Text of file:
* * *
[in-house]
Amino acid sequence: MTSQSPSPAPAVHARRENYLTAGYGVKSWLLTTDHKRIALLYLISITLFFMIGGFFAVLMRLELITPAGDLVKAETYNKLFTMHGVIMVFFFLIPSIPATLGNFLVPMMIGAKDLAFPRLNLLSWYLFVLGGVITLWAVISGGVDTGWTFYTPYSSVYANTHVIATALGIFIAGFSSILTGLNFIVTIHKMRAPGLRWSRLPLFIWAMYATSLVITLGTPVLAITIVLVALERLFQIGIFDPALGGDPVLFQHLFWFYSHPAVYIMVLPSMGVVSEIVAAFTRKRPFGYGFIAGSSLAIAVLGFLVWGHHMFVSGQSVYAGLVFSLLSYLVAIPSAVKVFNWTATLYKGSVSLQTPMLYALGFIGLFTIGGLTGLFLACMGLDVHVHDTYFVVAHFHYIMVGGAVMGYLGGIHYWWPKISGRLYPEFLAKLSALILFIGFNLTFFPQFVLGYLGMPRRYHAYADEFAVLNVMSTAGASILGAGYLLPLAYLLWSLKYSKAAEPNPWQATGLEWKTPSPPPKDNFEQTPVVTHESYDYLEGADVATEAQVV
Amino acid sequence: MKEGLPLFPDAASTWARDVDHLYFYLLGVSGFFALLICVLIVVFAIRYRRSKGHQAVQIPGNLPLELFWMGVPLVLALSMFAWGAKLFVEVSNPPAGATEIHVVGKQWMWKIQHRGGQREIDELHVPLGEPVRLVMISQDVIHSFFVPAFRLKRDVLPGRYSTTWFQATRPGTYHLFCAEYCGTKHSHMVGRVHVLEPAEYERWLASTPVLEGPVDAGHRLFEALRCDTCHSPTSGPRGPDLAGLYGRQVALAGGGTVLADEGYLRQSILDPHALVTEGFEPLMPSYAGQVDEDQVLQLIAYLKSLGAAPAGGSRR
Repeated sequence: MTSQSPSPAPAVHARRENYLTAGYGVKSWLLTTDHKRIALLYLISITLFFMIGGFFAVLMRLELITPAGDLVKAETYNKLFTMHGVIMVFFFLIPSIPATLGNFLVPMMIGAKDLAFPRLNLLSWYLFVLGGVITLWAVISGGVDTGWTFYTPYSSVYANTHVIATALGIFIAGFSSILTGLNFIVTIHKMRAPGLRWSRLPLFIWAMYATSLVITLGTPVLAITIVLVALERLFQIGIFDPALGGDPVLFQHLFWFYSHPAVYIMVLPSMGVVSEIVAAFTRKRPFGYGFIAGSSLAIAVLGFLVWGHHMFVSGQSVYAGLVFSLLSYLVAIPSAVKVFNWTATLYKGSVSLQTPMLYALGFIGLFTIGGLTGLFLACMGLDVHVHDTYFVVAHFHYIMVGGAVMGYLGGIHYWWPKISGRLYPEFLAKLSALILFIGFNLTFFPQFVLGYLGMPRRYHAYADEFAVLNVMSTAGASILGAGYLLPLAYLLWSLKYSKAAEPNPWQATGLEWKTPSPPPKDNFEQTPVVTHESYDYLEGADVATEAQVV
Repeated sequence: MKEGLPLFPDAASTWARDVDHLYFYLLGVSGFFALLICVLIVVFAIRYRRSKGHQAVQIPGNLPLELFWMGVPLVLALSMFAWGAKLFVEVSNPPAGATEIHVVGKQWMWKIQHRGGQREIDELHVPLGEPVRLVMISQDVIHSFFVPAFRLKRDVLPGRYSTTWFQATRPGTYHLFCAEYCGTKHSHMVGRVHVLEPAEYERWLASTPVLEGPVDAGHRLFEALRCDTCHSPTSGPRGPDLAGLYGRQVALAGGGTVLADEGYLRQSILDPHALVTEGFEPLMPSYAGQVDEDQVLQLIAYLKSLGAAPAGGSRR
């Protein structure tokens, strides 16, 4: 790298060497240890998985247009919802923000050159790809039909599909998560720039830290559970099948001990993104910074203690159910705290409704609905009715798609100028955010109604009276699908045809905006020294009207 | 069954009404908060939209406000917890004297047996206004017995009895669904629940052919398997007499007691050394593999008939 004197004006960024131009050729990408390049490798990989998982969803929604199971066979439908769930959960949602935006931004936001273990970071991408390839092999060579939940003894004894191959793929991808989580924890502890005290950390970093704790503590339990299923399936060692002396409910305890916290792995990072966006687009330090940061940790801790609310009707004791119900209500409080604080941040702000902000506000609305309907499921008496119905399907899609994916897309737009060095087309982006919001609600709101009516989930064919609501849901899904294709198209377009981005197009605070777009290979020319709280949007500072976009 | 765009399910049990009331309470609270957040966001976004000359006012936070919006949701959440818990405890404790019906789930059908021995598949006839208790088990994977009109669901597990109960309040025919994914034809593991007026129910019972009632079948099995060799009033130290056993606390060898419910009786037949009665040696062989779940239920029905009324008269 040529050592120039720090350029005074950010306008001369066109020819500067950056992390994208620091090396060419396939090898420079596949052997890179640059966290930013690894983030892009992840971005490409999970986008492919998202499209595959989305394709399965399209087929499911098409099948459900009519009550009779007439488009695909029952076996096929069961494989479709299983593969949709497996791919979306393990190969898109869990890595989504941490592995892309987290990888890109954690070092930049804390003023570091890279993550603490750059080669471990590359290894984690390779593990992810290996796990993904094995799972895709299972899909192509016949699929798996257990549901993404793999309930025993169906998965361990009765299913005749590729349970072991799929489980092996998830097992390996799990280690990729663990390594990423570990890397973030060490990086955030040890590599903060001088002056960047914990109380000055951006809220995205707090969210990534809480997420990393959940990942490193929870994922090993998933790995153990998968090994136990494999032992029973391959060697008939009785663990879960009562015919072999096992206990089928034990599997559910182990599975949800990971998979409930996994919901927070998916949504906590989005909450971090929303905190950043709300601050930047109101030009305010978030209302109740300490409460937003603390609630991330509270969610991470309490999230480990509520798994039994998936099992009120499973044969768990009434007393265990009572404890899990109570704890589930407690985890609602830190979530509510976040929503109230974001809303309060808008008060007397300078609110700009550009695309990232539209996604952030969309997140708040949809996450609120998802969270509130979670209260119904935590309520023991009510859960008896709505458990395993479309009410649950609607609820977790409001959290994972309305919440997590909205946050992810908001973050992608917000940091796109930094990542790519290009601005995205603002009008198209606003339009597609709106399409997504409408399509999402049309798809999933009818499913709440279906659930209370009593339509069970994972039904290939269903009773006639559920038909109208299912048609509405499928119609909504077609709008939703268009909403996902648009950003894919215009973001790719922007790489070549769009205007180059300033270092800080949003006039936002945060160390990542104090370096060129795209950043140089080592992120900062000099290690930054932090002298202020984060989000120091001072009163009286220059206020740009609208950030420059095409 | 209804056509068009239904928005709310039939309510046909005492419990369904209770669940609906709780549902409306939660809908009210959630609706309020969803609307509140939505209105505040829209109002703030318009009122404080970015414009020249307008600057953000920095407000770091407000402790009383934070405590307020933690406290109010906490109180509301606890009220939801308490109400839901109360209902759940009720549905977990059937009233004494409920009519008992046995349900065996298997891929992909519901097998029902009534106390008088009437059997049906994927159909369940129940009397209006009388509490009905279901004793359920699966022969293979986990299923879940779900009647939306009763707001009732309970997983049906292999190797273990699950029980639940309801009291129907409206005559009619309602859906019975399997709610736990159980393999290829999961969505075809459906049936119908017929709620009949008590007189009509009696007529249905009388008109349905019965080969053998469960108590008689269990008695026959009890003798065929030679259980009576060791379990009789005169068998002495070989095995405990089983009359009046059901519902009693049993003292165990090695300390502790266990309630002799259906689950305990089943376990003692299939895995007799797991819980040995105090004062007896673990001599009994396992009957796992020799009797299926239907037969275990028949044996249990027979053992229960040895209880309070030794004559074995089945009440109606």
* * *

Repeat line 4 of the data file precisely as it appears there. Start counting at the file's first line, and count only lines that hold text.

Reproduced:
Repeated sequence: MTSQSPSPAPAVHARRENYLTAGYGVKSWLLTTDHKRIALLYLISITLFFMIGGFFAVLMRLELITPAGDLVKAETYNKLFTMHGVIMVFFFLIPSIPATLGNFLVPMMIGAKDLAFPRLNLLSWYLFVLGGVITLWAVISGGVDTGWTFYTPYSSVYANTHVIATALGIFIAGFSSILTGLNFIVTIHKMRAPGLRWSRLPLFIWAMYATSLVITLGTPVLAITIVLVALERLFQIGIFDPALGGDPVLFQHLFWFYSHPAVYIMVLPSMGVVSEIVAAFTRKRPFGYGFIAGSSLAIAVLGFLVWGHHMFVSGQSVYAGLVFSLLSYLVAIPSAVKVFNWTATLYKGSVSLQTPMLYALGFIGLFTIGGLTGLFLACMGLDVHVHDTYFVVAHFHYIMVGGAVMGYLGGIHYWWPKISGRLYPEFLAKLSALILFIGFNLTFFPQFVLGYLGMPRRYHAYADEFAVLNVMSTAGASILGAGYLLPLAYLLWSLKYSKAAEPNPWQATGLEWKTPSPPPKDNFEQTPVVTHESYDYLEGADVATEAQVV